2) Writing by event, not wordcount

I used to be a word count fanatic. Video games have taught me that there is no greater pleasure in life than watching my numbers go higher and higher.  Shooting for a high, round number was a great motivation for me, but then I started hitting numbers over and over again, and the shine wore off. Also, I was no longer thinking of my novels in terms of numbers, I was thinking about them in terms of events. So that’s how I started writing. Every morning I’d sit down and say “I will write until x happens” or “I will write until y is complete,” and then I’d do it, or not. Sometimes the story would change and I’d have to pick a new goal, or sometimes I’d just quit in frustration. Still, writing until you finish a scene can be a more organic approach and encourage you to use only the words you need. I switch between word count and scene as I need to, whatever motivates me most at the time (sometimes it just feels awesome to call it a day when you hit 50k).

3) Remembering that writing is not a performance art

I have a post card above my desk with the following: “Writing is Not A Performance Art,” and I try to look at it at least once a day. I tend to get caught up in details when I write, like, did I word this scene correctly? Would Character A really be such a jerk to Character B? Have I been spelling “waved”  as “waived” for the last 80,000 words? (Yes)  When sticks like these occur, I pull back, break away, and remind myself again: writing is not a performance art. No one is watching me, no one is reading over my shoulders. No one ever has to see anything I don’t want them to see. It doesn’t matter if this scene is stupid, unless I tell someone, no one ever has to know it existed. If I can’t get it now, I’ll make a note to fix it later and move on. Who knows, I might not even use it. I might find a better way later in the book. On the first draft, grammar, spelling, even coherency are not as important as getting the thing down. You can always fix it later, or trash it. Any worrying over details at this point will probably be wasted work.

Writing is not live action performace, it’s all post production editing and special effects.


The Map Thing

Seeing this amusing example of “Geography Fail” triggered this post. What’s wrong with this picture?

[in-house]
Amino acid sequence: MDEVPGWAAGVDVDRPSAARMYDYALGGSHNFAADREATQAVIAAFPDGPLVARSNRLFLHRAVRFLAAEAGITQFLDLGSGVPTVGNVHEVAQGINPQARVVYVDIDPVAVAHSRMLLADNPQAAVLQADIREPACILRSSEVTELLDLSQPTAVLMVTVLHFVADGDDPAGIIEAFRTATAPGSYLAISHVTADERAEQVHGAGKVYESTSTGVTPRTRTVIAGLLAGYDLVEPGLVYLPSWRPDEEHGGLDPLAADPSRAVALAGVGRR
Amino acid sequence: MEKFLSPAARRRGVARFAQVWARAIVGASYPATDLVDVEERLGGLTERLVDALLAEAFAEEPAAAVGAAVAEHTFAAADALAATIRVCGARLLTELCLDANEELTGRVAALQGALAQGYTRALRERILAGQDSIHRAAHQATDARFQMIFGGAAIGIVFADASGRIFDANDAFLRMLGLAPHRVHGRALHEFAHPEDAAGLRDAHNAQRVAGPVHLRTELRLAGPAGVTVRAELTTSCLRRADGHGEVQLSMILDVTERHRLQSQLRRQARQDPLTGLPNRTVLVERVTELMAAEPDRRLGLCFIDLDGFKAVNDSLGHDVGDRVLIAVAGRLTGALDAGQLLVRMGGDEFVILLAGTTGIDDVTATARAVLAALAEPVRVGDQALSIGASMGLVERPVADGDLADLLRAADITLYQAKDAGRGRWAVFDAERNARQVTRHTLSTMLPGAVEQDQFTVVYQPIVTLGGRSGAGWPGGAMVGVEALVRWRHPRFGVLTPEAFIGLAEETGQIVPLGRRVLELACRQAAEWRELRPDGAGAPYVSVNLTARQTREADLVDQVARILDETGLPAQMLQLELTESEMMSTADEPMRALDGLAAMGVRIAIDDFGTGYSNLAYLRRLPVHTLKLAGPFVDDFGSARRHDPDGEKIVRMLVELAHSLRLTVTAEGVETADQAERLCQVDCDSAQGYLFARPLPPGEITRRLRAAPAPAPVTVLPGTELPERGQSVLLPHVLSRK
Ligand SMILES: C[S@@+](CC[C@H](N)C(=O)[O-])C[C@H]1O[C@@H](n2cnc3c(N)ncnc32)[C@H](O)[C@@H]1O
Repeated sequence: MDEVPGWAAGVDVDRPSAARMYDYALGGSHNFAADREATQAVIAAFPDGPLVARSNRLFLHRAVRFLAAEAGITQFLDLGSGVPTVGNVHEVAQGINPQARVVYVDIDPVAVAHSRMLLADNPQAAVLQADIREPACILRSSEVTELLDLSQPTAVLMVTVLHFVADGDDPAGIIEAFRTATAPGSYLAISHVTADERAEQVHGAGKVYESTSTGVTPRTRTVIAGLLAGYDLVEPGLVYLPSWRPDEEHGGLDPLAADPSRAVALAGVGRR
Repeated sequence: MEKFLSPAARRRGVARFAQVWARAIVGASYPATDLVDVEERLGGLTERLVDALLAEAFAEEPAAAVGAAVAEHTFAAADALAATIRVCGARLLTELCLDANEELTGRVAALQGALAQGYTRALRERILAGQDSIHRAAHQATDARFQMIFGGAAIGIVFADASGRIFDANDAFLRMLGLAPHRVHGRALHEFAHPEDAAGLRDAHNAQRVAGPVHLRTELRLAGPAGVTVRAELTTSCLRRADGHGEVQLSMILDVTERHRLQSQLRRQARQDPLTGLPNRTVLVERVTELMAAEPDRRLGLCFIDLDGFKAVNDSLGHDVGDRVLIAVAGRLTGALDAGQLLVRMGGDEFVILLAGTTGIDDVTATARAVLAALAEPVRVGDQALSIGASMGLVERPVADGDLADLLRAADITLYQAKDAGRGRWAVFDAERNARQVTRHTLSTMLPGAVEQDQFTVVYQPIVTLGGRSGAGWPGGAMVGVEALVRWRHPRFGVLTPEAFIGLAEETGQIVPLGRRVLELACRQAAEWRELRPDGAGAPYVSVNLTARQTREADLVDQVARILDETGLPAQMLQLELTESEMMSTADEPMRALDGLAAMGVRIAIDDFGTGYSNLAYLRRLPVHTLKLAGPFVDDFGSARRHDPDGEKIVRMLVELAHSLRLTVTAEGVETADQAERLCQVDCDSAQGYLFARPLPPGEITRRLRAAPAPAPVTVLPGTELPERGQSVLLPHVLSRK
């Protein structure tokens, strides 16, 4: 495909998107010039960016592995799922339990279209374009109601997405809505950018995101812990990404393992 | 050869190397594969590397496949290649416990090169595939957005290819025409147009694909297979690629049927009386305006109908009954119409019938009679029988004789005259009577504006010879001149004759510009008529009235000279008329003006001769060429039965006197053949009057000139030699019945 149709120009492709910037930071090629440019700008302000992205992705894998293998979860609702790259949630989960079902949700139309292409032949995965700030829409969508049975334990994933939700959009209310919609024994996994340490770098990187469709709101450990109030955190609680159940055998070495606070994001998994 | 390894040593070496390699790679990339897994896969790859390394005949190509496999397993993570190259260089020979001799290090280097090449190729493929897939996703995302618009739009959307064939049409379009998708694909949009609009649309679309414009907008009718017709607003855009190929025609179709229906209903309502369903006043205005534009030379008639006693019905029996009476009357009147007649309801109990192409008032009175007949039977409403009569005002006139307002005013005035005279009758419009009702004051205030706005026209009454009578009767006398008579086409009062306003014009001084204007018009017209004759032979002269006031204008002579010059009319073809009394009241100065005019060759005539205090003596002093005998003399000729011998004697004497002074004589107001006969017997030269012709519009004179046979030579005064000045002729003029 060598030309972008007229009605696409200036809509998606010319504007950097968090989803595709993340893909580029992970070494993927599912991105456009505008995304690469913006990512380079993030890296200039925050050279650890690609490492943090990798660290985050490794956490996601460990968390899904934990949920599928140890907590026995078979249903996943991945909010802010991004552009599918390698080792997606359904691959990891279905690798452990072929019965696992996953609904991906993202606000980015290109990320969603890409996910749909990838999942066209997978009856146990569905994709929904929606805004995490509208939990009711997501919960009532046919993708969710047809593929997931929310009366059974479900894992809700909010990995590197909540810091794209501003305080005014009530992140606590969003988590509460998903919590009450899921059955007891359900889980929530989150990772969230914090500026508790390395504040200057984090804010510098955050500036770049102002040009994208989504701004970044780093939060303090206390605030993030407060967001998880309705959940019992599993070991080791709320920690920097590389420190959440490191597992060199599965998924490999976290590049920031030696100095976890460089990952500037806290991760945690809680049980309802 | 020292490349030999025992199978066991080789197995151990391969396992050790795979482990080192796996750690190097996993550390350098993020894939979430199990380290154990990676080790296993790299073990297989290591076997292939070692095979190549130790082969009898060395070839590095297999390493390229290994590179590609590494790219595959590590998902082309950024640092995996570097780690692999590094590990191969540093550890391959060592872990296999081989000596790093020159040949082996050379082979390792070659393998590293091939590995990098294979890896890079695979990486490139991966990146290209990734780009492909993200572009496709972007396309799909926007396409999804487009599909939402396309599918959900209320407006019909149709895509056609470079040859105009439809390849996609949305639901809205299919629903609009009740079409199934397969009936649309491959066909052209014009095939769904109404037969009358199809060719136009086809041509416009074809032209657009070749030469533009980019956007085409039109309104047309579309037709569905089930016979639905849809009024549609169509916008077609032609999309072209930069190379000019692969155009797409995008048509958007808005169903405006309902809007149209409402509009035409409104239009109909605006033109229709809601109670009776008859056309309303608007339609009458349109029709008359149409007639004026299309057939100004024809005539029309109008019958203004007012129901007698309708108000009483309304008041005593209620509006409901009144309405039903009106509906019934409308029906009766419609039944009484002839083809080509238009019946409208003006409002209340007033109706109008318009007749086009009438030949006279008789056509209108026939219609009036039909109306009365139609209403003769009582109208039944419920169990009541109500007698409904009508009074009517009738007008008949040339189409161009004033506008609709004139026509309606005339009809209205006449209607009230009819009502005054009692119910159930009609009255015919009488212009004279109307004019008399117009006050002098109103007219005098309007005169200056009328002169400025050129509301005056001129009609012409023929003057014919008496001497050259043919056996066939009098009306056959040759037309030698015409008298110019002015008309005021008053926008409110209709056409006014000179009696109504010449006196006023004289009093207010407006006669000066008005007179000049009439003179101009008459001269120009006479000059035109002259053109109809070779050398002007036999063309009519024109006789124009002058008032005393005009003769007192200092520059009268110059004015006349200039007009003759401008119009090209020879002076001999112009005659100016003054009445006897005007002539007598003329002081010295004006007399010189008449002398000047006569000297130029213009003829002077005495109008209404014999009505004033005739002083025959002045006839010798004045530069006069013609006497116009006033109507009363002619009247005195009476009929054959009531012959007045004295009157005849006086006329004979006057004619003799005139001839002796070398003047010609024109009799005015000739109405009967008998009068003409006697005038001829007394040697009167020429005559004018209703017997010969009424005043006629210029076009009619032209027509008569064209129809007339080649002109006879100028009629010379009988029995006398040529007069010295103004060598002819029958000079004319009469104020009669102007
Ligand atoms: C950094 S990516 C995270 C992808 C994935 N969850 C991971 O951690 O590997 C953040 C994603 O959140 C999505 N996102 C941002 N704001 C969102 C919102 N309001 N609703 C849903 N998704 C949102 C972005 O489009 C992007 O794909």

ur doin it wrong

ur doin it wrong

So as we confront yet another example of how Americans can’t even manage to correctly render maps of our own, very real world, I find myself contemplating the nature of maps in fantasy.

They’ve become a staple of epic fantasy, particularly those of doorstopper size, to the point that Diana Wynne Jones ruthlessly skewered them as a cliche in her seminal The Tough Guide to Fantasyland. (Note: I haven’t seen the revised version, which I’m told has a different parody map; the original was Europe upside down, with names that are anagrams of Our World names.) TV Tropes has a few choice things to say about them too. (Warning — I have never managed to visit TV Tropes without losing several hours of time browsing and laughing my nether regions off. Here there be lulz; click at your peril.)

It’s easy to make fun of fantasy maps — and yet we continue to see them throughout the genre, even when authors don’t want them (e.g., Terry Goodkind). It’s gotten to the point that an epic fantasy sans map doesn’t actually feel like epic fantasy to some readers. I was at Worldcon this past weekend, schmoozing and doing all the usual stuff debut authors need to do to promote their book. I handed one of my Advanced Reader Copies to an author whose work I admired, in hopes that she would read it and offer a favorable review. She thumbed through it, looked impressed by the teaser blurb, but then frowned and said, “I thought this was epic fantasy? There’s no map.” At which point I was obliged to explain that it had all the other tropes of epic fantasy — world-spanning scale, one brave heroine fighting impossible odds, Fate Of The Universe At Stake, the usual. Just no map. She still looked a bit dubious, but said she’d read it. Here’s hoping.